KEY POINTS

  • Researchers discovered a new ant species in Ecuador
  • They gave it the name Strumigenys ayersthey, notably using the suffix "-they"
  • It may be the only species in the world to currently have "-they" as a suffix
  • Singer from the band R.E.M., Michael Stipe, also played a small role in the study

Researchers discovered a new ant species in Ecuador and gave it a special name that honors gender equality. It may be the only species today to have a non-binary scientific name.

Strumigenys is among the most diverse ant genera, with over 850 species belonging to it, the authors of a new study, published in Zookeys, said. During a 2018 field trip to Reserva Río Canandé in Esmeraldas Province, Ecuador, Philipp Hoenle of the Technical University of Darmstadt, Germany, collected a live strumigenys specimen that was later preserved in a vial of ethanol.

Hoenle sent the sample to taxonomic expert and eventual study co-author, Douglas Booher of Yale University, to confirm whether it was truly a new species, the university said in a news release. Sure enough, it turned out to be unique from the many others in the genera.

Now identified as a new species, the ant was given a rather special name. Typically, new species are named after people and end with either -ae for females and -i for males, Pensoft Publishers explained in a blog. However, citing a previous study, the authors clarified that the rule does not specify the need to Latinize the names, "therefore no need to assign gender."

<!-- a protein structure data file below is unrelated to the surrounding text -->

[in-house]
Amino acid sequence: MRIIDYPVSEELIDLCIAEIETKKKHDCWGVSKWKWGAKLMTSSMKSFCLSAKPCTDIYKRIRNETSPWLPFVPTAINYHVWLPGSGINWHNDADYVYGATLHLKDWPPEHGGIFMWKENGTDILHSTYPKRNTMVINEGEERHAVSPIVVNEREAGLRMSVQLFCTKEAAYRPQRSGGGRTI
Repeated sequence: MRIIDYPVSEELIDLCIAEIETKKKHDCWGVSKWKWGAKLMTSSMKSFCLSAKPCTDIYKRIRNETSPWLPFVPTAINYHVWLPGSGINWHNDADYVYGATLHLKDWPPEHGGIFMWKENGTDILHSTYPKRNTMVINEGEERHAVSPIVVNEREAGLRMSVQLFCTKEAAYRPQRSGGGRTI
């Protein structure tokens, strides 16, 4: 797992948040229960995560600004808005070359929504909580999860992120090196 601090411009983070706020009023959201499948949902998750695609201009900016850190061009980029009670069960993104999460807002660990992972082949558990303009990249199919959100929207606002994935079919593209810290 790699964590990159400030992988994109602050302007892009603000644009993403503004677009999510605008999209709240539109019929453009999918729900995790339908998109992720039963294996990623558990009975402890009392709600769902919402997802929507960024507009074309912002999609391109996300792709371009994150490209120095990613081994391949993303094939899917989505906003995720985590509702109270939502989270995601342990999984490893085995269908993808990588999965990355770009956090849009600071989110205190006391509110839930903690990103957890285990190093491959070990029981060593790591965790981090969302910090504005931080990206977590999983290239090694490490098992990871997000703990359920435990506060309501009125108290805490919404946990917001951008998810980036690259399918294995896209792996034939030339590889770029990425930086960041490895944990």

As such, they gave the reddish-brown ant the name Strumigenys ayersthey, notably ending it with "they" for gender equality. According to Pensoft Publishers, the new species is possibly the only one in the world to have the "-they" suffix.

"Many cultures have recognized a spectrum of genders between and beyond the binary of male and female," the researchers wrote.

"The 'they' recognizes non-binary gender identifiers in order to reflect recent evolution in English pronoun use - 'they, them, their' and address a more inclusive and expansive understanding of non-neutral gender identification," they added.

The name also honors Jeremy Ayers, whom Yale University described as a "philosopher, multi-media artist, and political activist." He had worked with Andy Warhol and gave rise to a "thriving artistic community" in his hometown of Athens, Georgia. He was also a common friend of both Booher and lead singer of the Alternative rock band R.E.M, Michael Stipe, who lent a hand in writing the etymology portion of the study, Pensoft noted.

"His curiosity for every single person he ever met was the foundation of a fascinating and cross-cultural network of friends, acquaintances, and colleagues, often with Jeremy at the very center of several overlapping colonies," Stipe said, as per the Yale University news release.

"He gave people the freedom to be who they wanted to be," Booher added.

Giving the new species such a name celebrates both "biological and human diversity," Booher said, Pensoft Publishers noted.

Scientifically, discovering such a rare ant also shows the importance of conserving places such as the region where the ant was discovered -- a location that's both exceptionally diverse but also among the most threatened, the researchers concluded.

Ants Representative image of ants. Photo: Pixabay